How many ways can you say bean in Spanish?

21 September, 2017

Before I go any further I´d like to thank the Instituto Hemingway for providing the class and specially mention my teacher Alfredo for his suggestions, clarifications, comments, and patience.

I am Uraguayan but have lived in Italy for the last five years. For better or worse, I have always worked with Spanish, helping students at the high school or university levels, translating and arranging informal conversation exchanges. It was through this that I experienced our language from a new point of view: listening to it, reading it, using it, all for the first time. It´s difficult. A native speaker often discounts the small things unique to his language that completely throw off foreign students who, no matter the age, are facing something as strange and unexpected as a child seeing something new for the first time.

To overcome these obstacles I believe the best approach is to stress communication. This was the most important thing I realized from the course. Learning to understand the language from its utility or the meanings of words, realizing what a grammatical structure inflicts upon a phrase allows me, slightly, to see the language as a system. With a traditional linguistic education, it wasn´t difficult for me to grasp this way of thinking. Nonetheless I tremendously value the possibilities this class have given me to reflect on old lessons and try and discover new things in front of my own students.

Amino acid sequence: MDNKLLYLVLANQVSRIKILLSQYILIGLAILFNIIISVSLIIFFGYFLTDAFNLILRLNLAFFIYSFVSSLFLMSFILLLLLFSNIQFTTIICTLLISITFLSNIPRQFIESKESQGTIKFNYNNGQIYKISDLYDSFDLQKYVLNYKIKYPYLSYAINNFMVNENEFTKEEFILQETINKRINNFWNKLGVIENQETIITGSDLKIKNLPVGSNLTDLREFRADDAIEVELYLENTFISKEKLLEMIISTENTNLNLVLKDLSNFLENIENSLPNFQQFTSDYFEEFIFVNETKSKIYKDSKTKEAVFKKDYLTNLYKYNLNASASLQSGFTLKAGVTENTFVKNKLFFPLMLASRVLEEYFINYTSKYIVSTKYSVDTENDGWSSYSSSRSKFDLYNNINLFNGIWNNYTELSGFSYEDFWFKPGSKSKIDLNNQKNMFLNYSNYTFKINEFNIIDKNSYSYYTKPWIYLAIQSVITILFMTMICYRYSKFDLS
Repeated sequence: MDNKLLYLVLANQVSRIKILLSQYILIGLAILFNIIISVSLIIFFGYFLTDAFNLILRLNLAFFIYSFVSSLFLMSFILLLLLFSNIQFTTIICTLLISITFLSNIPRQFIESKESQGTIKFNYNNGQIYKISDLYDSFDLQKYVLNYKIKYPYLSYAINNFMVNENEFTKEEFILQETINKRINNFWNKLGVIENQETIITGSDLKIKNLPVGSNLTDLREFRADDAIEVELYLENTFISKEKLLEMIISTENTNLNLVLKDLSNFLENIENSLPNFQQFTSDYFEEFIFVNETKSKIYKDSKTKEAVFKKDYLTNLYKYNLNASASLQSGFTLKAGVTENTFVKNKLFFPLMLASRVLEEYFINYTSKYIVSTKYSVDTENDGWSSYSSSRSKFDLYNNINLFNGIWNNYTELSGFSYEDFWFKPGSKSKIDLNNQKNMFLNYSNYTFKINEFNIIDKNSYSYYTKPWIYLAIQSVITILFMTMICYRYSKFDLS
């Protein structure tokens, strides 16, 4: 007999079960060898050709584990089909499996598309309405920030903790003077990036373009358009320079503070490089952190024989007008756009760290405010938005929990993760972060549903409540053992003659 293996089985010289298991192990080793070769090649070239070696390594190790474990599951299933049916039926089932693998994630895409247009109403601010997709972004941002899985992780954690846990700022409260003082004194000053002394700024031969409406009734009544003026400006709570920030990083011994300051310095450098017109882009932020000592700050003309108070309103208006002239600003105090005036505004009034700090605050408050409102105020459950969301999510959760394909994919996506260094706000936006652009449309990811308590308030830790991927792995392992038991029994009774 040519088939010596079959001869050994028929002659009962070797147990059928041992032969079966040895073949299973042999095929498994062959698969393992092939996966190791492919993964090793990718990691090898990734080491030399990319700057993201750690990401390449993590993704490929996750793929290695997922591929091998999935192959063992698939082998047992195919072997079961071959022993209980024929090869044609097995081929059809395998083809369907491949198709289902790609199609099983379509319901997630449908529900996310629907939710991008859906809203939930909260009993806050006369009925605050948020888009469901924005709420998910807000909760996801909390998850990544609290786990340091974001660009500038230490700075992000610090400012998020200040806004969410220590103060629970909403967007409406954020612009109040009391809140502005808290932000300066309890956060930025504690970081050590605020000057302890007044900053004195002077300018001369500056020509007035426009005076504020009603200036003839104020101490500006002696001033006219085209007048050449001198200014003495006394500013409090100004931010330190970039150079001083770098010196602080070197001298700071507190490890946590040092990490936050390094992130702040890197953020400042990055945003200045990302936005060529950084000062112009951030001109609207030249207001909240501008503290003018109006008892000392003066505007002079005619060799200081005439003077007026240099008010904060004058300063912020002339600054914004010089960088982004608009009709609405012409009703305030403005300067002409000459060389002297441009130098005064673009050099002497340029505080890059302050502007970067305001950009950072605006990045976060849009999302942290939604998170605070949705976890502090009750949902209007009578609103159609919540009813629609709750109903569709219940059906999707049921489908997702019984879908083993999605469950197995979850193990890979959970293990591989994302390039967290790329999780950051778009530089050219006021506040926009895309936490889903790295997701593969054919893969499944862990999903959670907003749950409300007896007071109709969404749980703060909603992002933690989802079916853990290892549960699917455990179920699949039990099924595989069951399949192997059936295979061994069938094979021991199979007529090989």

Another important point to make is how much the Spanish language changes between countries. I´ve had to confront this challenge from the beginning, given that my own dialect, from the Plata River, has its own unique characteristics. The Spanish taught officially in the majority of private institutes in Italy is very different from the Spanish of Uruguay, Argentina, parts of Chile, and Paraguay. Things that I say naturally would likely leave an Italian student used to Castillian Spanish scratching his head. When students bombard me with questions I face another challenge: How much can I let my own speech influence theirs? As a teacher, shouldn´t I always be as flexible as possible?

Speaking with other Spanish as a Foreign Language teachers coming from different dialects has led me to a conclusion, at least for the moment: the answer lies in the students, the group and its objectives. Whether it´s teaching business Spanish to professionals, for workers going to Mexico, for a reading project in a high school or for adults who want to vacation in the south of Spain, the goals of each group are always different.

The learning process is a very complex process and a challenge for anyone finding themselves in this situation. I ask anyone who has had or is having similar experiences to comment and share their own feelings and advice. I, for one, would be very grateful!

Warm greetings to all and thanks again to Alfredo and the Instituto Hemingway

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